A Trip into the Artwork of Salvador Dali
On May 11th, 1904 a young artist by the name of Salvador Dali was born in Figueres, Catalonia, Spain. An artist who would grow and who works would impact the world. Dali has several museums around the world with his artworks displayed. During my visit to the Dali Museum located in Saint Petersburg, Florida it was an intriguing and informative trip into the artwork of Salvador Dali.
During his journey as a young artist before finding his home in the realm of surrealism, Dali had experiences with other styles of painting such as realism, impressionism and cubism. According to the American Heritage Dictionary of the English Language Realism is “The representation in art or literature of objects, actions, or social conditions as they actually are, without idealization or presentation in abstract form.” Dali exemplifies this in his painting Basket of Bread (1926). Another style used in his earlier times was impressionism; “A theory or style of painting originating and developed in France during the 1870s, characterized by concentration on the immediate visual impression produced by a scene and by the use of unmixed primary colors and small strokes to simulate actual reflected light” (American Heritage Dictionary), this style is used in the View of Cadaques” (1904). In the “Honey is Sweeter than Blood” we see Dali exemplify cubism, which is “a nonobjective school of painting and sculpture developed in Paris in the early 20th century, characterized by the reduction and fragmentation of natural forms into abstract, often geometric structures usually rendered as a set of discrete planes” (American Heritage Dictionary).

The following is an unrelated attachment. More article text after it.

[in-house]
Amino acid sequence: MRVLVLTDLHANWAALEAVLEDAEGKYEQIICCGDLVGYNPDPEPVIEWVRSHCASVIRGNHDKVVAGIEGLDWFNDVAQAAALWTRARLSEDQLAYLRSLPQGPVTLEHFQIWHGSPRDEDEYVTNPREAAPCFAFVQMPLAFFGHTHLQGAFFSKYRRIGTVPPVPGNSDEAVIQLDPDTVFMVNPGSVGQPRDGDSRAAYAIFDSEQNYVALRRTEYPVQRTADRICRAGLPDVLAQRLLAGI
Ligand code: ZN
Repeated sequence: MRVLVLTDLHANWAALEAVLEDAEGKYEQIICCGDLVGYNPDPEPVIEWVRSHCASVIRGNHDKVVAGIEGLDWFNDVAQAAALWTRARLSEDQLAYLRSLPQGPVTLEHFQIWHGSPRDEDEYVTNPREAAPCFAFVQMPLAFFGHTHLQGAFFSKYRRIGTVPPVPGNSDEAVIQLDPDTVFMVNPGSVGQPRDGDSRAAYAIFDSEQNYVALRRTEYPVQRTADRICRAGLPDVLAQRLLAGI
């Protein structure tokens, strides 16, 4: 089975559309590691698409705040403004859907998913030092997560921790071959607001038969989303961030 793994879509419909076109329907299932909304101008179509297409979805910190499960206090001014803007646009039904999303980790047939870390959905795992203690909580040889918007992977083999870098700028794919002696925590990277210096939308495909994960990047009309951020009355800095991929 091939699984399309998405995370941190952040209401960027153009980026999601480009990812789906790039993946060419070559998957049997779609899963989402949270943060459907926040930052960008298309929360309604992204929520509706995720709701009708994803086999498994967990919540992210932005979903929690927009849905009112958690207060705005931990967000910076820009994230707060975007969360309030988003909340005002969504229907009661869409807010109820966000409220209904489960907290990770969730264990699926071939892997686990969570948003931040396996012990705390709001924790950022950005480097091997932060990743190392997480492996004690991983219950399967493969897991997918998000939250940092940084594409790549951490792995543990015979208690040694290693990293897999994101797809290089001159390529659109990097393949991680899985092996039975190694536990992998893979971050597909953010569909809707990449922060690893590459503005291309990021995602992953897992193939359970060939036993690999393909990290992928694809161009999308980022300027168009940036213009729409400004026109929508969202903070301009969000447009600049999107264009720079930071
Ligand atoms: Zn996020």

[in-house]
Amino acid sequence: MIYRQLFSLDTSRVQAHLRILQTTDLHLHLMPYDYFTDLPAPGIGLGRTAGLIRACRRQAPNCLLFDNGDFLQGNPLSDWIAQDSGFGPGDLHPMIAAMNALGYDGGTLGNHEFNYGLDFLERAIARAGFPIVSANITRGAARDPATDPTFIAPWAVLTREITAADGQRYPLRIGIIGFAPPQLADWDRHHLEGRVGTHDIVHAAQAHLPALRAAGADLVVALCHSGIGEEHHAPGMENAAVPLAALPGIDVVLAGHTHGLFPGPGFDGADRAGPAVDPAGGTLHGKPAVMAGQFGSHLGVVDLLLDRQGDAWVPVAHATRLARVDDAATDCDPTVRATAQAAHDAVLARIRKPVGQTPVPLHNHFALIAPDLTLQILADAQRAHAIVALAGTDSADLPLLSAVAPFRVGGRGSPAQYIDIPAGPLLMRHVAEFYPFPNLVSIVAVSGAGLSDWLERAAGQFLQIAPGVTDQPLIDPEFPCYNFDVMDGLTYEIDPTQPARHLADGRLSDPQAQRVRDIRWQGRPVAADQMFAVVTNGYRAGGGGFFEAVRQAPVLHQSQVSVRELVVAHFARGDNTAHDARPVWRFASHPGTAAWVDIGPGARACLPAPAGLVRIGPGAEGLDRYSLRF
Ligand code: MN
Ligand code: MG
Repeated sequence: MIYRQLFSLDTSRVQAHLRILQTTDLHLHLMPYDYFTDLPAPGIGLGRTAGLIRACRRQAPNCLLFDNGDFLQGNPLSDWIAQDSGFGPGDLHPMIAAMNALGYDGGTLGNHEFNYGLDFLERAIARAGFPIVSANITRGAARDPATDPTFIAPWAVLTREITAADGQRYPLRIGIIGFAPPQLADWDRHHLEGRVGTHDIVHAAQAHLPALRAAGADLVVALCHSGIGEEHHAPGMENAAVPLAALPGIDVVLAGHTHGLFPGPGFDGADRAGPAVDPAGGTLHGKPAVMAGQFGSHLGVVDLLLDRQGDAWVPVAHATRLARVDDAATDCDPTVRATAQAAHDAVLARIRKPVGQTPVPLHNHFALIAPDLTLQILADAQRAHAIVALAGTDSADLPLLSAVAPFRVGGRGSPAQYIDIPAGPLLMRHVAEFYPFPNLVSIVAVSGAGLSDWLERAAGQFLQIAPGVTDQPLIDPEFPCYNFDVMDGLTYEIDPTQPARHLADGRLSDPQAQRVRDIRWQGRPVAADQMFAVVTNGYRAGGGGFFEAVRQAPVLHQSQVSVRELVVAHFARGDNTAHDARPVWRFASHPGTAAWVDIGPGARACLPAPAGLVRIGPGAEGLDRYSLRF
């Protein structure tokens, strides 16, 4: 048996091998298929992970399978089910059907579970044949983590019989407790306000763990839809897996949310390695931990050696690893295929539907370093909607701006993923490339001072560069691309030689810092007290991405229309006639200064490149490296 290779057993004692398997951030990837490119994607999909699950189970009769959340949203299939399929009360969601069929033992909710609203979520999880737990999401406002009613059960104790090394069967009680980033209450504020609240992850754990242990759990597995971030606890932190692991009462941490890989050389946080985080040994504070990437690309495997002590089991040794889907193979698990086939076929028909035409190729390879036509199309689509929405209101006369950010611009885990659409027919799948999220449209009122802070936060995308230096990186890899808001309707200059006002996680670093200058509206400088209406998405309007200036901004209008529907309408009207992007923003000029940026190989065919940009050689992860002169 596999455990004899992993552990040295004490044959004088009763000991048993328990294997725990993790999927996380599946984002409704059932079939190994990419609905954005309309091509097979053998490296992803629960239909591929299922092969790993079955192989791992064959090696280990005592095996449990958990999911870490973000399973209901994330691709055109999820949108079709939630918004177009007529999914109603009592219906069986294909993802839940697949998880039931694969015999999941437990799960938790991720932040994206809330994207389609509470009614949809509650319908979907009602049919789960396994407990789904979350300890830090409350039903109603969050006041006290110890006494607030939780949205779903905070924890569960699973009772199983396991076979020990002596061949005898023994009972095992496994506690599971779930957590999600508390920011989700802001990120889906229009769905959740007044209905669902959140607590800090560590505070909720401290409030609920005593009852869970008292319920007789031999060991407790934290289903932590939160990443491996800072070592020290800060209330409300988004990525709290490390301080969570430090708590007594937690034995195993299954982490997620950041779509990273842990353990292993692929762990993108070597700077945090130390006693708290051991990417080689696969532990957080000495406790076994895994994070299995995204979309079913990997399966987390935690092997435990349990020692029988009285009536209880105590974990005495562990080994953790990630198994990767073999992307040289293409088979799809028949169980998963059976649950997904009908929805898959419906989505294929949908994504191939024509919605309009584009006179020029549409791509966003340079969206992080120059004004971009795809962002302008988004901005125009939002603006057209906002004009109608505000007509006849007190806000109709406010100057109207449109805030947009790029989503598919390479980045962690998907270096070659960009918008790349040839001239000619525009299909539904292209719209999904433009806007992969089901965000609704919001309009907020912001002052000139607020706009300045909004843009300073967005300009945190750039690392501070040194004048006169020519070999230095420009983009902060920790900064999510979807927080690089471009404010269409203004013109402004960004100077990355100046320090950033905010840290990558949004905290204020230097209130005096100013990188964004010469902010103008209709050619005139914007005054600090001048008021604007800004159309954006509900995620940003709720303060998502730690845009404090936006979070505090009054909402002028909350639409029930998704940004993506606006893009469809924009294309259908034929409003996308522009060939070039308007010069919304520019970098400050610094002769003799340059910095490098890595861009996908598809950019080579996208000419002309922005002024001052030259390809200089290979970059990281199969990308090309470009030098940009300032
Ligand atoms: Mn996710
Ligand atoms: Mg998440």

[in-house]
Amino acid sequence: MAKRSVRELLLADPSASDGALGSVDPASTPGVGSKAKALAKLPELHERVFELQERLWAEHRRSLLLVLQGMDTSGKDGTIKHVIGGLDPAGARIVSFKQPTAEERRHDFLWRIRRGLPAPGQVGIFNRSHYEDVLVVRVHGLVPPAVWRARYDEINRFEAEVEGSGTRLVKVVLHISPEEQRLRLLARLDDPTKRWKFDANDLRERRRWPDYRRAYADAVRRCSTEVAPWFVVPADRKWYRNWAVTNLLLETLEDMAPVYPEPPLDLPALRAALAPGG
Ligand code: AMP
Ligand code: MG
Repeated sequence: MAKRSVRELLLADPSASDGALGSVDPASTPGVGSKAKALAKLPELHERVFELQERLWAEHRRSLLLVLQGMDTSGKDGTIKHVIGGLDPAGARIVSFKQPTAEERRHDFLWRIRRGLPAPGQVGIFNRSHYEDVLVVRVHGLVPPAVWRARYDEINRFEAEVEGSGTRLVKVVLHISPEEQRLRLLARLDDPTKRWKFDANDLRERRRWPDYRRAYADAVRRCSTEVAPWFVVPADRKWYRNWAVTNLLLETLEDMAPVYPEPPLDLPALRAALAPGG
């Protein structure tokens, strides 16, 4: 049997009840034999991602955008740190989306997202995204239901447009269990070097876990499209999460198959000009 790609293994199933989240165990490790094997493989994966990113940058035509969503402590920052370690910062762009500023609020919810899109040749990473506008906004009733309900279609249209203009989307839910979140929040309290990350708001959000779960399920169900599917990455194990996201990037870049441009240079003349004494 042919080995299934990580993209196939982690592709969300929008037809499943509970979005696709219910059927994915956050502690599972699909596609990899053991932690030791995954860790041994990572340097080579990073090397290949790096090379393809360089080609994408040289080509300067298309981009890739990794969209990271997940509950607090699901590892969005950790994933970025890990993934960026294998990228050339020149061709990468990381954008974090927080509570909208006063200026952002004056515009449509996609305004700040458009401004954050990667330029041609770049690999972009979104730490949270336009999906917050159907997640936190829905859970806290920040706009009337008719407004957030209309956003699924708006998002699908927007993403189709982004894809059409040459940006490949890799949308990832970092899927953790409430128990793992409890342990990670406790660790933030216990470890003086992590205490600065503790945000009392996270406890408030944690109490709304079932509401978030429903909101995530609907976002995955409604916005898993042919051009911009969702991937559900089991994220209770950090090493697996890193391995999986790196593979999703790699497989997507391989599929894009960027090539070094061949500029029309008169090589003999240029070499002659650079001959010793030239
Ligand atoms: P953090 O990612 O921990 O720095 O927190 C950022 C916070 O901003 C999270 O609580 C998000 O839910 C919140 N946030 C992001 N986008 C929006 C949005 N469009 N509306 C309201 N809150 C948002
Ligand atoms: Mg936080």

Dali’s most popular painting is the Persistence of Memory (1931). Depicted in this painting is unusual melting clocks placed in an unusual setting. The juxtaposition of the clocks distinguishes them all the more. For instance the clock melting over branches, uneven surfaces, and then the ants that appear on the pocket watch. In Dali’s painting the discovery of Christopher Columbus (1959) Columbus is the center focus of this painting as he drags a ship ashore with a rope that’s tied around the boat. The painting I found to be the most appealing was Gala Contemplating by the Mediterranean Sea which at Twenty Meters becomes a Portrait of Abraham Lincoln” (1926). I found this 75.5 by 99.25 oil canvas to be the most impressive, for the fact that it not only offers a spectacular optical illusion effect but for the specific and accurate diameter Abraham Lincoln the well-known figure could be seen. This painting is a scene of the back side of Gala nude looking out a cross shape window over harbor. In this canvas centered is Gala who is the main focus, and from twenty meter an image of Abraham Lincoln is visible. The pixels which make up the double image of this painting is what makes it unique. The meaning of this double image photo could be one as a tribute to Lincoln and his appreciation to America...